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Sterling steady as gloomy data highlights recession risks

British pound coins are seen in front of displayed stock graph in this illustration

By Amanda Cooper

LONDON (Reuters) - Sterling steadied on Thursday, but headed for its first weekly loss against the dollar in a month, after data this week underscored the task facing the Bank of England in controlling inflation without damaging an economy already in recession.

A series of business confidence and activity surveys this week have painted a picture of an economy under pressure from double-digit inflation and squeezed consumers and corporates.

Sterling has lost 0.1% in value against the dollar this week so far, its first weekly decline against the U.S. currency since the week ending December 23. But it's still on course for its fourth-successive monthly rally against the greenback, with a gain of 2.5% in January, marking its best performance in the first month of the year since 2019.

This is more a function of what investors believe about the likely path of interest rates in the United States and Britain. Money markets show traders believe the Federal Reserve has, at most, half a percentage point more in hikes to go before rates peak just shy of 5%.

Markets show the Bank of England meanwhile, has almost a full percentage point to go before UK rates top out around 4.4% by August.

"Alarming figures released over the last week have acted to sap sterling of the confidence and optimism given to it by the news of recession dodging 0.1% month-on-month growth in November," CaxtonFX strategist David Stritch said.

"Figures suggested that the number of British business at risk of going bust has increased by 33% in a year. With rumbling strike action and no news on Northern Ireland, sterling traders will be left wondering when the good times will come again."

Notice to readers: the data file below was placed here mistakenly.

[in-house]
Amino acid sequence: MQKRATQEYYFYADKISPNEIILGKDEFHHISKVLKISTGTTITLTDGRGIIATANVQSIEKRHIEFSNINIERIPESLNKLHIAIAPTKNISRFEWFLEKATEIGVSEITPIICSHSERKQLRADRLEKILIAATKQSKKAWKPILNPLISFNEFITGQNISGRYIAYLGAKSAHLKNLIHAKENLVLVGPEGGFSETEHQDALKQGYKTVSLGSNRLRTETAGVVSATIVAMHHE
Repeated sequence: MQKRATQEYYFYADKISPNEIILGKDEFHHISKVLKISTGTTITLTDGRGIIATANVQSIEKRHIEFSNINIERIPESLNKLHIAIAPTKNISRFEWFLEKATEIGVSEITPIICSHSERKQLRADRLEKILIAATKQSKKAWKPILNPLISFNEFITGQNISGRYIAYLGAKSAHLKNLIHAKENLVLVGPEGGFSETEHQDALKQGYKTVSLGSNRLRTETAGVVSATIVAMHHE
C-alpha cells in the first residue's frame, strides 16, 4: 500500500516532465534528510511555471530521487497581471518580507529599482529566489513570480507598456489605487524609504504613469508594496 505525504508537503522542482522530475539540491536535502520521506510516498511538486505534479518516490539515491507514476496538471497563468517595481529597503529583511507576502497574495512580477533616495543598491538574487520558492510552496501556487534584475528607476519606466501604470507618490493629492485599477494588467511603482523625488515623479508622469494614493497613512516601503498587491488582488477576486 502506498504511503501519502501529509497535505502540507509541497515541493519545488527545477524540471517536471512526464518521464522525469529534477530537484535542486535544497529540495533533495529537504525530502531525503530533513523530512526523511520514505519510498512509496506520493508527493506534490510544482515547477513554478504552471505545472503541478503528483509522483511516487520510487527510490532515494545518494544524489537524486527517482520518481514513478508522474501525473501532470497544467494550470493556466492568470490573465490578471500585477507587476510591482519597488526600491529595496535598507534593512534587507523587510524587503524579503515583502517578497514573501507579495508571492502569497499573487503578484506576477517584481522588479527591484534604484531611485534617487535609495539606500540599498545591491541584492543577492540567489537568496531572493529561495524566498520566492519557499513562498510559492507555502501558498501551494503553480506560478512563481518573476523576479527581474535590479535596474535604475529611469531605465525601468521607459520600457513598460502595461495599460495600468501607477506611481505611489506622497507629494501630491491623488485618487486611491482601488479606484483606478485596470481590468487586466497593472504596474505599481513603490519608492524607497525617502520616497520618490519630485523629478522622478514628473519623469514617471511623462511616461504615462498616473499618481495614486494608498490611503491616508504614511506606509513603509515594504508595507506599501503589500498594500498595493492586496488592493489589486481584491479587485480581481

Sterling was last flat against the dollar at $1.2389, and was broadly steady against the euro at 88.01 pence.

The BoE meets next week for the first time this year. Traders are widely expecting a half-point rise in interest rates to 4.00%, which would be the most since late 2008.

Deutsche Bank senior economist Sanjay Raya said he expected the BoE's Monetary Policy Committee (MPC) to raise rates to 4% in its "last 'forceful' hike" in the tightening cycle.

"With inflation past the peak, and forward looking data continuing to point to both sluggish growth and easing price pressures, the MPC could opt to slow the pace of hikes sooner rather than later," Raya said.

The euro has been a standout gainer lately and the pound has lost almost 0.5% against the European currency so far this week.

As with the dollar, it's mostly as a result of expectations for the European Central Bank, particularly in light of the number of officials that have reiterated the central bank's determination to bring inflation down to its 2% target.

(Reporting by Amanda Cooper; Editing by Sharon Singleton)